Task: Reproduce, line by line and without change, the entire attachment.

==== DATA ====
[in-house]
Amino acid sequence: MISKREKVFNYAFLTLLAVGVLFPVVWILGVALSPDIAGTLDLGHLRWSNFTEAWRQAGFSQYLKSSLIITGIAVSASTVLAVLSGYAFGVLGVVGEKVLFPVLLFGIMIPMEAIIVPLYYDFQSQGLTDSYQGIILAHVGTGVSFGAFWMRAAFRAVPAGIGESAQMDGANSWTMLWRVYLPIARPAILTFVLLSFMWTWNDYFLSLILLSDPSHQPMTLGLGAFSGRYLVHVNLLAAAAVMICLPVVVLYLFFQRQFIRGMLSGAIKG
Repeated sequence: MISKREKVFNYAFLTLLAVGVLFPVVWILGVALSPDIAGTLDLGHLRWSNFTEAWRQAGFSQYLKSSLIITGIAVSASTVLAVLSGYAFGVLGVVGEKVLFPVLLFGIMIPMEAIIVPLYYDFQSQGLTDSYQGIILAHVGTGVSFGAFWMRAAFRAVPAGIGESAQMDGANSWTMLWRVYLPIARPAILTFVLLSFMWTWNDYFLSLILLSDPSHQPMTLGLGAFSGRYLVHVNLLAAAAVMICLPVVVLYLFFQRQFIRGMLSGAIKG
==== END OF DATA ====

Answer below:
[in-house]
Amino acid sequence: MISKREKVFNYAFLTLLAVGVLFPVVWILGVALSPDIAGTLDLGHLRWSNFTEAWRQAGFSQYLKSSLIITGIAVSASTVLAVLSGYAFGVLGVVGEKVLFPVLLFGIMIPMEAIIVPLYYDFQSQGLTDSYQGIILAHVGTGVSFGAFWMRAAFRAVPAGIGESAQMDGANSWTMLWRVYLPIARPAILTFVLLSFMWTWNDYFLSLILLSDPSHQPMTLGLGAFSGRYLVHVNLLAAAAVMICLPVVVLYLFFQRQFIRGMLSGAIKG
Repeated sequence: MISKREKVFNYAFLTLLAVGVLFPVVWILGVALSPDIAGTLDLGHLRWSNFTEAWRQAGFSQYLKSSLIITGIAVSASTVLAVLSGYAFGVLGVVGEKVLFPVLLFGIMIPMEAIIVPLYYDFQSQGLTDSYQGIILAHVGTGVSFGAFWMRAAFRAVPAGIGESAQMDGANSWTMLWRVYLPIARPAILTFVLLSFMWTWNDYFLSLILLSDPSHQPMTLGLGAFSGRYLVHVNLLAAAAVMICLPVVVLYLFFQRQFIRGMLSGAIKG